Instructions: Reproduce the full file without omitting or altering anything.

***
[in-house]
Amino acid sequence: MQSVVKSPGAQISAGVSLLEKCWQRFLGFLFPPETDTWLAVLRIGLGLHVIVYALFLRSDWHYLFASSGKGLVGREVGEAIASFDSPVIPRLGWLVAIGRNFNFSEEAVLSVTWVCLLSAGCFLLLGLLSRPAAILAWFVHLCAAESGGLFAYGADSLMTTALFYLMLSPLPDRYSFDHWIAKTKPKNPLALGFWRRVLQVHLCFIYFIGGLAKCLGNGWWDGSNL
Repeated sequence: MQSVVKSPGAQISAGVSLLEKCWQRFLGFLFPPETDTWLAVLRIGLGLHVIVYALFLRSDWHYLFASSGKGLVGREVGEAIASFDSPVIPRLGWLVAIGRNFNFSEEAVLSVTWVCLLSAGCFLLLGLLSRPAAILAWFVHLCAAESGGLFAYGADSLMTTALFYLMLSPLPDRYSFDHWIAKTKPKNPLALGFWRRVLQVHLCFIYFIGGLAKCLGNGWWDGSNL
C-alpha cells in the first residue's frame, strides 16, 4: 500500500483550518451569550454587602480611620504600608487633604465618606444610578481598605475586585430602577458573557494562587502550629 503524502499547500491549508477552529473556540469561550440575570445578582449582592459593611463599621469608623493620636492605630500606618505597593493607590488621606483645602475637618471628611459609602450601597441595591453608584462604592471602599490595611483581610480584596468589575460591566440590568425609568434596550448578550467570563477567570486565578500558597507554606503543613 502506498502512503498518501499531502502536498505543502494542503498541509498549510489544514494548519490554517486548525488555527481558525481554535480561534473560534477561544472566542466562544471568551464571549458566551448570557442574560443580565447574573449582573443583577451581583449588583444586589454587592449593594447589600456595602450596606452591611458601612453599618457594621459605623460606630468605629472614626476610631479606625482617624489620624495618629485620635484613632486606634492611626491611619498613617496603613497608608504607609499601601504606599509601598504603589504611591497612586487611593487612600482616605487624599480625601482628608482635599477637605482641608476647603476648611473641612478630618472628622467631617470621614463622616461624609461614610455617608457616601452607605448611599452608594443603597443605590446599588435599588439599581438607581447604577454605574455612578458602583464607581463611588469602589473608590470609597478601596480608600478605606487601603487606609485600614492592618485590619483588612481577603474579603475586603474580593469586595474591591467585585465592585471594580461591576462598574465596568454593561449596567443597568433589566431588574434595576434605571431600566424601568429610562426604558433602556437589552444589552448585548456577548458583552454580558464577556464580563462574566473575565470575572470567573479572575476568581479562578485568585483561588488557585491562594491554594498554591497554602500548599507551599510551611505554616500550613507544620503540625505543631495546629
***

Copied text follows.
[in-house]
Amino acid sequence: MQSVVKSPGAQISAGVSLLEKCWQRFLGFLFPPETDTWLAVLRIGLGLHVIVYALFLRSDWHYLFASSGKGLVGREVGEAIASFDSPVIPRLGWLVAIGRNFNFSEEAVLSVTWVCLLSAGCFLLLGLLSRPAAILAWFVHLCAAESGGLFAYGADSLMTTALFYLMLSPLPDRYSFDHWIAKTKPKNPLALGFWRRVLQVHLCFIYFIGGLAKCLGNGWWDGSNL
Repeated sequence: MQSVVKSPGAQISAGVSLLEKCWQRFLGFLFPPETDTWLAVLRIGLGLHVIVYALFLRSDWHYLFASSGKGLVGREVGEAIASFDSPVIPRLGWLVAIGRNFNFSEEAVLSVTWVCLLSAGCFLLLGLLSRPAAILAWFVHLCAAESGGLFAYGADSLMTTALFYLMLSPLPDRYSFDHWIAKTKPKNPLALGFWRRVLQVHLCFIYFIGGLAKCLGNGWWDGSNL
C-alpha cells in the first residue's frame, strides 16, 4: 500500500483550518451569550454587602480611620504600608487633604465618606444610578481598605475586585430602577458573557494562587502550629 503524502499547500491549508477552529473556540469561550440575570445578582449582592459593611463599621469608623493620636492605630500606618505597593493607590488621606483645602475637618471628611459609602450601597441595591453608584462604592471602599490595611483581610480584596468589575460591566440590568425609568434596550448578550467570563477567570486565578500558597507554606503543613 502506498502512503498518501499531502502536498505543502494542503498541509498549510489544514494548519490554517486548525488555527481558525481554535480561534473560534477561544472566542466562544471568551464571549458566551448570557442574560443580565447574573449582573443583577451581583449588583444586589454587592449593594447589600456595602450596606452591611458601612453599618457594621459605623460606630468605629472614626476610631479606625482617624489620624495618629485620635484613632486606634492611626491611619498613617496603613497608608504607609499601601504606599509601598504603589504611591497612586487611593487612600482616605487624599480625601482628608482635599477637605482641608476647603476648611473641612478630618472628622467631617470621614463622616461624609461614610455617608457616601452607605448611599452608594443603597443605590446599588435599588439599581438607581447604577454605574455612578458602583464607581463611588469602589473608590470609597478601596480608600478605606487601603487606609485600614492592618485590619483588612481577603474579603475586603474580593469586595474591591467585585465592585471594580461591576462598574465596568454593561449596567443597568433589566431588574434595576434605571431600566424601568429610562426604558433602556437589552444589552448585548456577548458583552454580558464577556464580563462574566473575565470575572470567573479572575476568581479562578485568585483561588488557585491562594491554594498554591497554602500548599507551599510551611505554616500550613507544620503540625505543631495546629